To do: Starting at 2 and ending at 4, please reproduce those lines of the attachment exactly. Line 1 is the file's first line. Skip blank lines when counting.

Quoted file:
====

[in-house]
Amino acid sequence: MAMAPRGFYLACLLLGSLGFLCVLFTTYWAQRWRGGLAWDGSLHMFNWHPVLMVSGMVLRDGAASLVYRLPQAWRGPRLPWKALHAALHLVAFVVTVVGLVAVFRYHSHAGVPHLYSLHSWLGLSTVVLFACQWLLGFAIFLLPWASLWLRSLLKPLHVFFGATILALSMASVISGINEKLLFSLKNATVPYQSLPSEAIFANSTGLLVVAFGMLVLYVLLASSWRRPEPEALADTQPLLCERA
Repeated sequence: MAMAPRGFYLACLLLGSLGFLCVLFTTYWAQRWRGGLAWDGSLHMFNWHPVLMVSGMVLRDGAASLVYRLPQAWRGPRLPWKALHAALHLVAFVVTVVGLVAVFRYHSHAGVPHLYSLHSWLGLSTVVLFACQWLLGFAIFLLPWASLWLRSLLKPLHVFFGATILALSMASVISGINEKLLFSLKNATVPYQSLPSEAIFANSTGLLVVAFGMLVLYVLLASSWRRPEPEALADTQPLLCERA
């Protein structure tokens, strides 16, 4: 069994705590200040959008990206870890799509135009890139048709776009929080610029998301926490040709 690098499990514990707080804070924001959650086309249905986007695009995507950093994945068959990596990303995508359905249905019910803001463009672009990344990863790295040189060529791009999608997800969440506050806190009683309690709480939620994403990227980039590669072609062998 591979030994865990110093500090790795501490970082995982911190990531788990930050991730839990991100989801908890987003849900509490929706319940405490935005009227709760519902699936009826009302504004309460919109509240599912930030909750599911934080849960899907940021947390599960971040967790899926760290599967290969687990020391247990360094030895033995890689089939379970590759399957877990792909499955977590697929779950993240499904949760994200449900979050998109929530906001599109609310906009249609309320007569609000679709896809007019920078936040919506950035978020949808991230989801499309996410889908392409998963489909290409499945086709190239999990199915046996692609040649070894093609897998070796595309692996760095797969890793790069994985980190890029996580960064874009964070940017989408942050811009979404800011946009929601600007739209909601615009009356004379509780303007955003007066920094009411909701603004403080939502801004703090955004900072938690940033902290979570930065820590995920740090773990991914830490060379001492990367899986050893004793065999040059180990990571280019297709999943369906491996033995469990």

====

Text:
Amino acid sequence: MAMAPRGFYLACLLLGSLGFLCVLFTTYWAQRWRGGLAWDGSLHMFNWHPVLMVSGMVLRDGAASLVYRLPQAWRGPRLPWKALHAALHLVAFVVTVVGLVAVFRYHSHAGVPHLYSLHSWLGLSTVVLFACQWLLGFAIFLLPWASLWLRSLLKPLHVFFGATILALSMASVISGINEKLLFSLKNATVPYQSLPSEAIFANSTGLLVVAFGMLVLYVLLASSWRRPEPEALADTQPLLCERA
Repeated sequence: MAMAPRGFYLACLLLGSLGFLCVLFTTYWAQRWRGGLAWDGSLHMFNWHPVLMVSGMVLRDGAASLVYRLPQAWRGPRLPWKALHAALHLVAFVVTVVGLVAVFRYHSHAGVPHLYSLHSWLGLSTVVLFACQWLLGFAIFLLPWASLWLRSLLKPLHVFFGATILALSMASVISGINEKLLFSLKNATVPYQSLPSEAIFANSTGLLVVAFGMLVLYVLLASSWRRPEPEALADTQPLLCERA
């Protein structure tokens, strides 16, 4: 069994705590200040959008990206870890799509135009890139048709776009929080610029998301926490040709 690098499990514990707080804070924001959650086309249905986007695009995507950093994945068959990596990303995508359905249905019910803001463009672009990344990863790295040189060529791009999608997800969440506050806190009683309690709480939620994403990227980039590669072609062998 591979030994865990110093500090790795501490970082995982911190990531788990930050991730839990991100989801908890987003849900509490929706319940405490935005009227709760519902699936009826009302504004309460919109509240599912930030909750599911934080849960899907940021947390599960971040967790899926760290599967290969687990020391247990360094030895033995890689089939379970590759399957877990792909499955977590697929779950993240499904949760994200449900979050998109929530906001599109609310906009249609309320007569609000679709896809007019920078936040919506950035978020949808991230989801499309996410889908392409998963489909290409499945086709190239999990199915046996692609040649070894093609897998070796595309692996760095797969890793790069994985980190890029996580960064874009964070940017989408942050811009979404800011946009929601600007739209909601615009009356004379509780303007955003007066920094009411909701603004403080939502801004703090955004900072938690940033902290979570930065820590995920740090773990991914830490060379001492990367899986050893004793065999040059180990990571280019297709999943369906491996033995469990």